The effect of the 2 interventions was analyzed using ANOVAS with repeated-measure designs with a group factor (3; 2 interventions plus 1 control group), and the repeated-measure factor assessment point (2; T1 versus T3; 3 if the instrument was also used at T2). The participant’s satisfaction was analyzed item-wise using one-way ANOVA. To analyze the possible moderating effect of personal relevance, the intervention groups were separated into those with a family history of obesity and those without. Afterwards, participants receiving an intervention were subjected to an ANOVA with 2 group factors (consultation type ; family history ), and again 1 repeated-measure factor (2, respectively 3 assessment points).
Table 2 shows the mean answers to items asking for participants’ satisfaction after the consultation and 6 months later. Of the participants, 80% to 92% rated the consultation as something every obese person should receive. Immediately after the consultation, most patients reported some benefits (thus, group differences could not be shown with this item because of a ceiling effect). For the item “a lot of new insights about obesity became clear”, those in the group receiving counseling and genetic information were significantly higher than those in the counseling group that did not receive genetic information. This group difference was stable at the 6-month follow-up. If the consultation included genetic information, a significant increase in genetic attributions could be observed, leading to significant group differences after the consultation (Table 2, last 3 rows). This effect decreased by the 6-month follow-up. However, if only the first assessment (before consultation) and the follow-up consultation (6 months later) were included into a repeated-measures ANOVA, the group×time interaction was almost significant (F=3.6; p=0.059). Thus, the inclusion of genetic information resulted in a change of causal attributions in participants, which was highly significant after the consultation and could be found as a trend at follow-up examination.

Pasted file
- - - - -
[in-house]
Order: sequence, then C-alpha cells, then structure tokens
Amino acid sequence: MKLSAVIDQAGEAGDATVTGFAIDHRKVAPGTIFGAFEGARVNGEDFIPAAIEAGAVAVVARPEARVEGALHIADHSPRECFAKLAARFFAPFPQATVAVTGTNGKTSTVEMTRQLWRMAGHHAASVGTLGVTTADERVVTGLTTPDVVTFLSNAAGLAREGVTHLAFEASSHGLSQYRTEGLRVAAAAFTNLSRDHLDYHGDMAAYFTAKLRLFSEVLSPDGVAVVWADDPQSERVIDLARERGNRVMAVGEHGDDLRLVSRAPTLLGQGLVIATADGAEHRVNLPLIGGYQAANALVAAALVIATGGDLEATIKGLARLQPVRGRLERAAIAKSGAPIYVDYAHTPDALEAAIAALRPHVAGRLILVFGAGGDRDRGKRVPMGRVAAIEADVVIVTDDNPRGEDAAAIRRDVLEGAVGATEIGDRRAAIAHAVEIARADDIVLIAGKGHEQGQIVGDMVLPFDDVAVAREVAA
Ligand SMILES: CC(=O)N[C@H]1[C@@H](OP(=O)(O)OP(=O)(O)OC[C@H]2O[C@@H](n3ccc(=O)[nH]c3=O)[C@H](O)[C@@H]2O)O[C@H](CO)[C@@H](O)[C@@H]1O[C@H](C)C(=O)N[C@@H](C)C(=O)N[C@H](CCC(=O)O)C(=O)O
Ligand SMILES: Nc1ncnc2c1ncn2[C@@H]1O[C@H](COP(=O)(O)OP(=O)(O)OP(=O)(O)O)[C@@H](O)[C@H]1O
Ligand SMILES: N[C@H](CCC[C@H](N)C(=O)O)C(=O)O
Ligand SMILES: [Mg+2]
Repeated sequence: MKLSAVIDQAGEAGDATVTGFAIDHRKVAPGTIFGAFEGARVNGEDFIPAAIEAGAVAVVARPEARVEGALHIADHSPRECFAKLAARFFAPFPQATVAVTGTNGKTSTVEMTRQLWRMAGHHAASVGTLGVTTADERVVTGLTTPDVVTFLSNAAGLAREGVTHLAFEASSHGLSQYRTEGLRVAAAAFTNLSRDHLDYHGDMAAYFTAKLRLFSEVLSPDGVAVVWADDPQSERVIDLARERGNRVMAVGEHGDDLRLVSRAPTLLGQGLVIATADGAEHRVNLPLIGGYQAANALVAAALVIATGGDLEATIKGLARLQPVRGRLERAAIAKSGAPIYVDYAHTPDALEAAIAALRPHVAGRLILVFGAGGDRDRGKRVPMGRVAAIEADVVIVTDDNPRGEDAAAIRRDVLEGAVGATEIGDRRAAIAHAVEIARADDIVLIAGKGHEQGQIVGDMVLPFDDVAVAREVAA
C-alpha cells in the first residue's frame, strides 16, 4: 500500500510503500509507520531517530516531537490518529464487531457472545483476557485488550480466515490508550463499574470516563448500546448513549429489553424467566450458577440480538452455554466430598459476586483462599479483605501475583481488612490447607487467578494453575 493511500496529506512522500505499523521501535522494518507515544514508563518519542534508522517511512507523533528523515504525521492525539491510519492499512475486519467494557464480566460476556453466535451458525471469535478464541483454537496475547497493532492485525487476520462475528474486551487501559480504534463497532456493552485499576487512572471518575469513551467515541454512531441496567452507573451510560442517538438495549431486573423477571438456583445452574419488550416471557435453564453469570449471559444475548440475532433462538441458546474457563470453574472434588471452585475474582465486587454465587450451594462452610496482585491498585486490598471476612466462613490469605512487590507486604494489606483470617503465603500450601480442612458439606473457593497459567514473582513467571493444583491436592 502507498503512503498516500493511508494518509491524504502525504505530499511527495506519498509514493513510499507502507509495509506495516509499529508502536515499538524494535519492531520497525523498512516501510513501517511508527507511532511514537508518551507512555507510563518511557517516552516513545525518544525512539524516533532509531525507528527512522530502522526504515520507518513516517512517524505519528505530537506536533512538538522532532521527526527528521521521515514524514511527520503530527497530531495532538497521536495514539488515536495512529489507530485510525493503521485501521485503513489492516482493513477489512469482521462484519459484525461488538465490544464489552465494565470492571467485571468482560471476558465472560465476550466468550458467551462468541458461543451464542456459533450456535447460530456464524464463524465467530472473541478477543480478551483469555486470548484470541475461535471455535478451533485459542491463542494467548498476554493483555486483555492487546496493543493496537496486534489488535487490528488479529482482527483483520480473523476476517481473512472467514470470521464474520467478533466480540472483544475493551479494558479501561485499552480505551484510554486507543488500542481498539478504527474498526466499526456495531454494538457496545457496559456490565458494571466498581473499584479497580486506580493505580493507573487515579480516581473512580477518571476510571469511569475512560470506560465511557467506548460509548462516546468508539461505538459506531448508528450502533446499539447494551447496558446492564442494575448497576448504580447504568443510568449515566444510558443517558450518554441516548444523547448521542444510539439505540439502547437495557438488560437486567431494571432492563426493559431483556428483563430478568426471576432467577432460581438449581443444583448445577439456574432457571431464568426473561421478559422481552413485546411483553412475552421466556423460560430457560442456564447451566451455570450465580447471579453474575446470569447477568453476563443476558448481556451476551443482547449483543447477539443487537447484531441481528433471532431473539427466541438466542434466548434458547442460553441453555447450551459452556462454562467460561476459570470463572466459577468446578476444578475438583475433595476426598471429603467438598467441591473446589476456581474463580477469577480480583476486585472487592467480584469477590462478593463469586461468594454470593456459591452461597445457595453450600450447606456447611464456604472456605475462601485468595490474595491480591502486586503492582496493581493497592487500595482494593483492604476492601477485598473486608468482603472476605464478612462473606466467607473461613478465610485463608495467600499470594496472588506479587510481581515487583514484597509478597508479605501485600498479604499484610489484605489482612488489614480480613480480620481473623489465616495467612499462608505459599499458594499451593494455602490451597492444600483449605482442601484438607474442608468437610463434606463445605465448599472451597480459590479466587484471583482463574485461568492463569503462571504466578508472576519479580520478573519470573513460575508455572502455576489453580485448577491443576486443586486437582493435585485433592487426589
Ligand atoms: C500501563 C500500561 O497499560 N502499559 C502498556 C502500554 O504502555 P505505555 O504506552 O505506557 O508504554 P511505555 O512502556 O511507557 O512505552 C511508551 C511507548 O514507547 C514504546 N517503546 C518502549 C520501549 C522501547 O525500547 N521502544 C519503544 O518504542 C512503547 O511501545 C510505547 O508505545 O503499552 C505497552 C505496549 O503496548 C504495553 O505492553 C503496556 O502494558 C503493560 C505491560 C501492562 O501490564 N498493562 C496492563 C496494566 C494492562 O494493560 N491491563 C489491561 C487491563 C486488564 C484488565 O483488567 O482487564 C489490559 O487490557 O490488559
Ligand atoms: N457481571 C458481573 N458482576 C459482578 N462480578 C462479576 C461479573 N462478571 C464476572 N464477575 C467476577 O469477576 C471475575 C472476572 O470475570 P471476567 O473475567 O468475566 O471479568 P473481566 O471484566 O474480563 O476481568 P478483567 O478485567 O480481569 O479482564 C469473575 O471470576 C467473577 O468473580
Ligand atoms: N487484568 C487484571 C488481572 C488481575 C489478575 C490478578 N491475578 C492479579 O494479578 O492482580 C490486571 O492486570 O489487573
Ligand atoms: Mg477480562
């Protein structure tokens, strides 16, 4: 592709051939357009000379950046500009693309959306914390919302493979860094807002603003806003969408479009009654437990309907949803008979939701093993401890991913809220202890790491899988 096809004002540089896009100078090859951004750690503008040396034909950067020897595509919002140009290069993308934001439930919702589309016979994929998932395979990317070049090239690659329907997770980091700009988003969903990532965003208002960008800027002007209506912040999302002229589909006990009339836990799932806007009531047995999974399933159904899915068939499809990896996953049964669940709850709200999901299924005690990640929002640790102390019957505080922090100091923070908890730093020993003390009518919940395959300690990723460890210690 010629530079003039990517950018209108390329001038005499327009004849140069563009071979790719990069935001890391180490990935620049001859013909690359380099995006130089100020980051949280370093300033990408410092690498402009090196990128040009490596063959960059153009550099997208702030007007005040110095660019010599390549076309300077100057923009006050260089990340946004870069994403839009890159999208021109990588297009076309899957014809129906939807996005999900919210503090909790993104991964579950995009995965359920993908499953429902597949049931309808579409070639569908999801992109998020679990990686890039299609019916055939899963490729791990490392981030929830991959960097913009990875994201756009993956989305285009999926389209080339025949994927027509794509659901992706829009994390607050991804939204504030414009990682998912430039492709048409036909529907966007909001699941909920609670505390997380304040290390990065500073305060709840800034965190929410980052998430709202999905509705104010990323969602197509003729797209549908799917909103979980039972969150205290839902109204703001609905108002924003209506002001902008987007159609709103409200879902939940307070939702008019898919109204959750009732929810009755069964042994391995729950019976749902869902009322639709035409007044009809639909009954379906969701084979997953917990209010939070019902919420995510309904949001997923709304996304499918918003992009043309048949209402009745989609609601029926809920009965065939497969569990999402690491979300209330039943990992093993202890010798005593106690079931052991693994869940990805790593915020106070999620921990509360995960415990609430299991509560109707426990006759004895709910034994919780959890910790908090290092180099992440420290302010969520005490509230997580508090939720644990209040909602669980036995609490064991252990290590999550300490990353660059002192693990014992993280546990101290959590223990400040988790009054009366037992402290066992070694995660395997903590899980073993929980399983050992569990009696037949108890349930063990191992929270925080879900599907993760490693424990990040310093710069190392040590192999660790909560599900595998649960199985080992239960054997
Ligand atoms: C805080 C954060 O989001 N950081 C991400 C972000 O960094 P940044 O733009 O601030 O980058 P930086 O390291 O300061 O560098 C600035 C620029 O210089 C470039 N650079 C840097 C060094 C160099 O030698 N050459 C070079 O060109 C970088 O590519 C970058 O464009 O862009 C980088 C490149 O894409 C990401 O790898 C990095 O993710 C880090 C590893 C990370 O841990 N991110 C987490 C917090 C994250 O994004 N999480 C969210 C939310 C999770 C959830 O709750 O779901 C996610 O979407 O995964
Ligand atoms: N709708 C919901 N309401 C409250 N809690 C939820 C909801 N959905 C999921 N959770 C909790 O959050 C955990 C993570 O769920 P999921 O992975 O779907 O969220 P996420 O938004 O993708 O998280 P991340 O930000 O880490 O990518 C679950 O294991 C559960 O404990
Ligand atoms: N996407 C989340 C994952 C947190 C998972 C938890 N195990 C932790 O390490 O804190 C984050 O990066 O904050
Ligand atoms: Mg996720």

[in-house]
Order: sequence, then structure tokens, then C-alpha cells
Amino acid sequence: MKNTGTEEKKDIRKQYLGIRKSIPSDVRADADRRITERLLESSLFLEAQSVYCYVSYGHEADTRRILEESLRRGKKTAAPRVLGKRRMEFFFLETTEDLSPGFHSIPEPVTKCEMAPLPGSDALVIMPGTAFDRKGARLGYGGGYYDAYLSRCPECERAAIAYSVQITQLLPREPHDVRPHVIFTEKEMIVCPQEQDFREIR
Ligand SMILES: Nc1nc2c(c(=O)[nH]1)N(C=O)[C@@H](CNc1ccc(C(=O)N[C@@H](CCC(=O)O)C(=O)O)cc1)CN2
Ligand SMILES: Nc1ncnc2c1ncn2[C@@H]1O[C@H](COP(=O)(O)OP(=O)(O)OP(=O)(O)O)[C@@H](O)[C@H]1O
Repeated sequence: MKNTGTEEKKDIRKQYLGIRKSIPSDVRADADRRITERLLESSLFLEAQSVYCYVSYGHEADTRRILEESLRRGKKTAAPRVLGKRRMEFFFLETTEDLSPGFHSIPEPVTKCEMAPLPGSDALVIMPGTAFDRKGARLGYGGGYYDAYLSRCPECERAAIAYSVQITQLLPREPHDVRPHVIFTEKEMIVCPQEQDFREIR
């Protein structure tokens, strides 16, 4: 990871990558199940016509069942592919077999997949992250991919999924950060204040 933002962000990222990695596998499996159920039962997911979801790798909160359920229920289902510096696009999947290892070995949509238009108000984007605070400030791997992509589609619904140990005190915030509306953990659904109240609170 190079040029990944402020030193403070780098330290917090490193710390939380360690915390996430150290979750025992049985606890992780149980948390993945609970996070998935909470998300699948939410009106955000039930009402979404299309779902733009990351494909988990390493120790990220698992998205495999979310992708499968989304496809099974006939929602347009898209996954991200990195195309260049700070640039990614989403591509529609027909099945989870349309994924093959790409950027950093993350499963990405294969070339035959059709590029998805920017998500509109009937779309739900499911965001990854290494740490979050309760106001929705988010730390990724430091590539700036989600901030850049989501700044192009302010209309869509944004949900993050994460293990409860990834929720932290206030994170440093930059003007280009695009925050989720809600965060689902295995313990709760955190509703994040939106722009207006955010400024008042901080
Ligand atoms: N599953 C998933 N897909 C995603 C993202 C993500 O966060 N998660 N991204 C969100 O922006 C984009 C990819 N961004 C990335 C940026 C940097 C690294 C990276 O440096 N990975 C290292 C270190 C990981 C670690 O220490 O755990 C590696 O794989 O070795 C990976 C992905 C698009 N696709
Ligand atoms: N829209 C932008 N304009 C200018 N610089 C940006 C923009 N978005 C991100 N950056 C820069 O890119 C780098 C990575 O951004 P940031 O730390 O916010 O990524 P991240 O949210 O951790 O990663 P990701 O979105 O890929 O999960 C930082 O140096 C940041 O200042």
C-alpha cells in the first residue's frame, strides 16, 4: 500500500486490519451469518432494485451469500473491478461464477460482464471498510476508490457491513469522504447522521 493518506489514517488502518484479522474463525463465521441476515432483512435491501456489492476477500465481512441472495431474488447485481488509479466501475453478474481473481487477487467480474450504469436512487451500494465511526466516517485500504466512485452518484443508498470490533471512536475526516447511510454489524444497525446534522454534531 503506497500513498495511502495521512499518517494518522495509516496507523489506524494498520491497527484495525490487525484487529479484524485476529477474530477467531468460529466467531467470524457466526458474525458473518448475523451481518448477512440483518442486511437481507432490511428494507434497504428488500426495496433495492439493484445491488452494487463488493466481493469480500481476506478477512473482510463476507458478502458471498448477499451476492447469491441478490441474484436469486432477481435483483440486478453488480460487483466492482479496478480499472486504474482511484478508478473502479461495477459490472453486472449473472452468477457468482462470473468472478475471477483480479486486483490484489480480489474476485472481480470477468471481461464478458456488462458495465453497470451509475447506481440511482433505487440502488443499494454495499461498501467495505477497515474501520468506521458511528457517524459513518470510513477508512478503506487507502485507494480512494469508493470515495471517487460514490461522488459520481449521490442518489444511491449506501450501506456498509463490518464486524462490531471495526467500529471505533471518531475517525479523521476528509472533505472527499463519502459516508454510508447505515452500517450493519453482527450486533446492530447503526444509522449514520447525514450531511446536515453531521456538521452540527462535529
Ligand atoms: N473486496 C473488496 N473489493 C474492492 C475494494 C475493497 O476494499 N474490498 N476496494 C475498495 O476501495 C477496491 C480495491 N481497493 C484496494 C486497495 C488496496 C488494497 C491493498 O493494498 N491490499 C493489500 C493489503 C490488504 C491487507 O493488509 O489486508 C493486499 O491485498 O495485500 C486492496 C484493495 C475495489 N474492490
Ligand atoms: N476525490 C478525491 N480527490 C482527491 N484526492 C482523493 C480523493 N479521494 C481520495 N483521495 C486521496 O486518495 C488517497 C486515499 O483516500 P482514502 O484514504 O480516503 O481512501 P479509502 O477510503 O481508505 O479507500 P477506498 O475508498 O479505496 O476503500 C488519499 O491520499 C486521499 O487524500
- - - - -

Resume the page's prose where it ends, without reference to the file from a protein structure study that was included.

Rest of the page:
Long-term positive or harmful effects of a consultation with genetic information would be seen by a significant interaction between group and assessment point in the repeated-measure ANOVA. Table 3 shows that this interaction was not significant for any of the measures. For some variables, however, a strong assessment time effect can be seen reflecting significant changes from baseline to the 6-month follow-up assessment. The body mass index was significantly lower at follow-up compared to baseline, a fact that was mainly because of the 2 intervention groups, although the group×time interaction did not reach significance. There was also a slight increase in restraint eating. Participants in both interventions had lower feelings of guilt because of their weight at follow-up compared to baseline. The consultation led to a slight increase in body acceptance and to a substantial decrease in negative affectivity, although both effects disappeared at follow-up. The highly positive short-term effects about negative affectivity underline that participants appreciated the consultation.
To analyze whether the interventions led to differential effects depending on the personal relevance of genetic burden, the data were reanalyzed including a group factor “family history of obesity”. Persons from this group might be more influenced by the genetic information, as at least one of their parents or siblings were obese.
Table 4 shows that family history and time of assessment showed a significant interaction for BMI with no change in participants with other family members being overweight, whereas those people without family members with obesity reported a small weight reduction. The participants with a family history of obesity reported more improvements in “feelings of guilt” from T1 to follow-up, although this was not significantly different between the intervention groups. An interesting triple interaction was found for family risk group, type of intervention, and assessment time for the variable “negative affectivity”. All groups have reduced scores for negative affectivity after the intervention, but 2 groups relapsed until 6 months later. However, the groups with a match between family history and consultation type (no family history of obesity and no genetic information in consultation [1st column, Table 4]; family history of obesity and receiving consultation with genetic information [4th column, Table 4]) showed substantial improvements in negative affectivity compared to the other 2 groups. This is shown by a subsequent test including only assessment points 1 and 3, confirming a significant interaction between group and consultation type (F(1,233)=4.6; p<0.04).
To our knowledge, this is one of the first studies evaluating the effects of informing obese people about the possible genetic origin of their being overweight, and it was unclear whether this information is helpful or harmful. In familial hypercholesterolemia, it was found that information about genetic backgrounds can reduce the beliefs that diets might be helpful.7 The results of our study show that obese people highly appreciate a general consultation, and the additional inclusion of genetic information can lead to new insights about weight problem. This suggests that genetic information about obesity is well-received. It was previously hypothesized that genetic testing and information about obesity may motivate healthier behavior,15 although others reject this idea.16